A leaf blower begins with its ability to move air, and that is where the Bull is so successful. In fact, it is difficult to imagine that a hand blower is more powerful. Running the Bull at full speed feels a bit like being dragged down a sidewalk by a tied dog chasing a squirrel; Getting control can take a moment or two. However, once we understood it and directed it towards the leaves, they had no chance. Tested against all other wired and wireless leaf blowers, the Bull clearly had the most impressive air movement power, lifting and throwing wet and matted leaves with ease and flying farther than any of the others.

The round and the open end of the blow tube has a diameter of 3¾ inches, really, it is like a cannon, so the Toro’s airstream throws a wide net and is ideal for moving blades of open grass. All this means faster work and less total time spent moving the leaves. Most other blowers have smaller diameter nozzles, which are nice for precision work but require more effort and more round-trip sweeps to clear the grass.

El Toro is also easy to operate. The interface is one-handed and consists of a single thumb dial that turns the fan on and off and adjusts the speed. There is no trigger that must be continuously maintained; It is off or on. Toro has placed the dial on the right side of the handle (when looking at it from the top), which actually makes it a bit awkward for a right-handed person, but it offers benefits when using a two-handed grip. In addition, the handle is curved, which makes it easier to direct the blower down in front of you. The closest competitor, the Worx WG520, does not have the additional handle length or curve, so it is a little more difficult to maneuver that fan.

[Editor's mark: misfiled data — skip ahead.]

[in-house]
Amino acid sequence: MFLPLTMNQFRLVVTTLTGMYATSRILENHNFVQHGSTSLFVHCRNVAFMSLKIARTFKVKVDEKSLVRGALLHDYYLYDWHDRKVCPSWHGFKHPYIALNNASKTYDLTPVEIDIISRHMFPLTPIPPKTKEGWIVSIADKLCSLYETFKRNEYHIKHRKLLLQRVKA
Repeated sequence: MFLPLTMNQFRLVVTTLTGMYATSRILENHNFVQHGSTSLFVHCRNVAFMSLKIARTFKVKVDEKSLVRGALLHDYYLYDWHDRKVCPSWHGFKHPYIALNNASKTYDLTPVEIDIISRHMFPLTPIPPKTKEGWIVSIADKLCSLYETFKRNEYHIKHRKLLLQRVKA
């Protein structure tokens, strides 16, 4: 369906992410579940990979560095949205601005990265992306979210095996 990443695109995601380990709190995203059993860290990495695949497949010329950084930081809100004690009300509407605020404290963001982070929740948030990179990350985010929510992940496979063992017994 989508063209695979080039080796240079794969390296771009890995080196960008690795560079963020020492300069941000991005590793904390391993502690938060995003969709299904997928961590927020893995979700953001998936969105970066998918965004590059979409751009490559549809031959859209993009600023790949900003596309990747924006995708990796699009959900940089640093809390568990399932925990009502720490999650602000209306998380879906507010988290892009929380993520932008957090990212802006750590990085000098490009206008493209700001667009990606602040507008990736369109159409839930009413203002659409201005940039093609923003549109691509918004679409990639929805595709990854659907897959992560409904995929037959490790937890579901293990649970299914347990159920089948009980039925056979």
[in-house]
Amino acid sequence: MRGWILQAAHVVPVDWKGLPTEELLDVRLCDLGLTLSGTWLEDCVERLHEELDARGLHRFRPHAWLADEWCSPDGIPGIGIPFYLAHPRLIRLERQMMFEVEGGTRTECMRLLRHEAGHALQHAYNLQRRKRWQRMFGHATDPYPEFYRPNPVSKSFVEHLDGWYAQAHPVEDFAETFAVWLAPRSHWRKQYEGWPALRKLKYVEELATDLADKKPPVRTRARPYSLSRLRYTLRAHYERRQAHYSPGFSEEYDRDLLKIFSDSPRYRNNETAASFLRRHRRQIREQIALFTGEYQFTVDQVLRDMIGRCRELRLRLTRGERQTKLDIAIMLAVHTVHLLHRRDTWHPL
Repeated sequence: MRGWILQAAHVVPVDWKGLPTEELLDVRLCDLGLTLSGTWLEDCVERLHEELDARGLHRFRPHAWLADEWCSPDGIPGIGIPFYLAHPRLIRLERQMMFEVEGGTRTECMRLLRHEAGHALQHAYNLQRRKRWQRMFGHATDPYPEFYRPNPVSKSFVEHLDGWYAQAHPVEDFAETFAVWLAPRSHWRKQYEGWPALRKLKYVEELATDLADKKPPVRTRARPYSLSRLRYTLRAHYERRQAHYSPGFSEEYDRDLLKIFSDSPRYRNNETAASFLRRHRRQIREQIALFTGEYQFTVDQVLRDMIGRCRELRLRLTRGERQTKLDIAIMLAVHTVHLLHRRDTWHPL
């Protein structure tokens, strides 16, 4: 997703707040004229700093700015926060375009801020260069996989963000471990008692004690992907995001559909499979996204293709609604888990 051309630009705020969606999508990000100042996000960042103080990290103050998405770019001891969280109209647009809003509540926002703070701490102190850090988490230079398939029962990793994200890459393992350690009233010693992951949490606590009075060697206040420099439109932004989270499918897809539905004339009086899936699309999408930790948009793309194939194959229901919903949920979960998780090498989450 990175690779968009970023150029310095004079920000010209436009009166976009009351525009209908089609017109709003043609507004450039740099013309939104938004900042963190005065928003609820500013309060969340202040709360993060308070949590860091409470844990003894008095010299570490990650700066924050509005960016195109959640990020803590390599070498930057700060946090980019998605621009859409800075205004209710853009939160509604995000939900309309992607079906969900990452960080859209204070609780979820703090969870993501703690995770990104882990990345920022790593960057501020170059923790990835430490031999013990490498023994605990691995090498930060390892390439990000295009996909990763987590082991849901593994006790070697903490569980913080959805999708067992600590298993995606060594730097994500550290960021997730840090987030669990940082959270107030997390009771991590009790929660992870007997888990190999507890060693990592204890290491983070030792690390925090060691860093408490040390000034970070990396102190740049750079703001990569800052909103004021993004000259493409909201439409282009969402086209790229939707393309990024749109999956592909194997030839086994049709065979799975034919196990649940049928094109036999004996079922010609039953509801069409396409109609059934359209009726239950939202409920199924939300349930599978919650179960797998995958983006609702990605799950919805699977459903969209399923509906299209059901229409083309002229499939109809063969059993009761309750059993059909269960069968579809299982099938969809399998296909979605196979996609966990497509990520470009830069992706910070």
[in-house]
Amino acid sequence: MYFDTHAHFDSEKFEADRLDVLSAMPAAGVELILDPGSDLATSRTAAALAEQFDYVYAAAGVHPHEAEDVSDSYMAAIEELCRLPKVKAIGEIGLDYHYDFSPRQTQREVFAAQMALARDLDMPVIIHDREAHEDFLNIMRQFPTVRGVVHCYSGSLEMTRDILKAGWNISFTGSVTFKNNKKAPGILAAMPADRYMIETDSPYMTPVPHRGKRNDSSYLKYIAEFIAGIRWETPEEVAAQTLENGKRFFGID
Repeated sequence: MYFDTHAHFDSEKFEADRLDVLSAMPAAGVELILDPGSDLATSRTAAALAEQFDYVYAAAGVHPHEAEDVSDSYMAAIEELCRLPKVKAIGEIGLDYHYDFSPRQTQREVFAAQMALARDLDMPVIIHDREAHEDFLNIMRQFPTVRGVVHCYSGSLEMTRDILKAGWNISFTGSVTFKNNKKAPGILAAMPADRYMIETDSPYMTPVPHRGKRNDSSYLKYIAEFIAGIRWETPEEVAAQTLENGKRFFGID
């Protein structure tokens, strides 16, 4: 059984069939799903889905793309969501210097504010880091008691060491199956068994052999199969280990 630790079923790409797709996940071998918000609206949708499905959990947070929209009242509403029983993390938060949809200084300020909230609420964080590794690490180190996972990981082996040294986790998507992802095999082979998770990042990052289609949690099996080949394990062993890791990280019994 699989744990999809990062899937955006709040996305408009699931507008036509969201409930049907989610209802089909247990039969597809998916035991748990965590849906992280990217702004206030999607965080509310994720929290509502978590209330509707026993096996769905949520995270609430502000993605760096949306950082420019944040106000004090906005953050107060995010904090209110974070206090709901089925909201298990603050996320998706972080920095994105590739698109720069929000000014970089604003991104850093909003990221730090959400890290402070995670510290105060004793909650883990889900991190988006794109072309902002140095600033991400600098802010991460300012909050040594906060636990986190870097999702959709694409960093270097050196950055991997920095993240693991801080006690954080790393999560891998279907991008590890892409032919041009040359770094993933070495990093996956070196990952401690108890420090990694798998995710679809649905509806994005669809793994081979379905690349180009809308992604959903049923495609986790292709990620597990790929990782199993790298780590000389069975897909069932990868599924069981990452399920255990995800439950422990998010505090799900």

The Bull also adds a knob handle on the top of the handle, which is useful given the power of this blower. The additional piece allows a comfortable grip with both hands, which we find using a lot. With both hands on the tool, we discovered that the positioning of the power dial made more sense (for right-handed people) since it is easy for the main hand to reach and operate.

In general, the control configuration is intuitive and offers you the ability to reduce airflow quickly if you are cleaning a flowerbed or around a recently quilted tree. Even if you use the blower only to sweep the garage dust, using less air will avoid a giant dust cloud.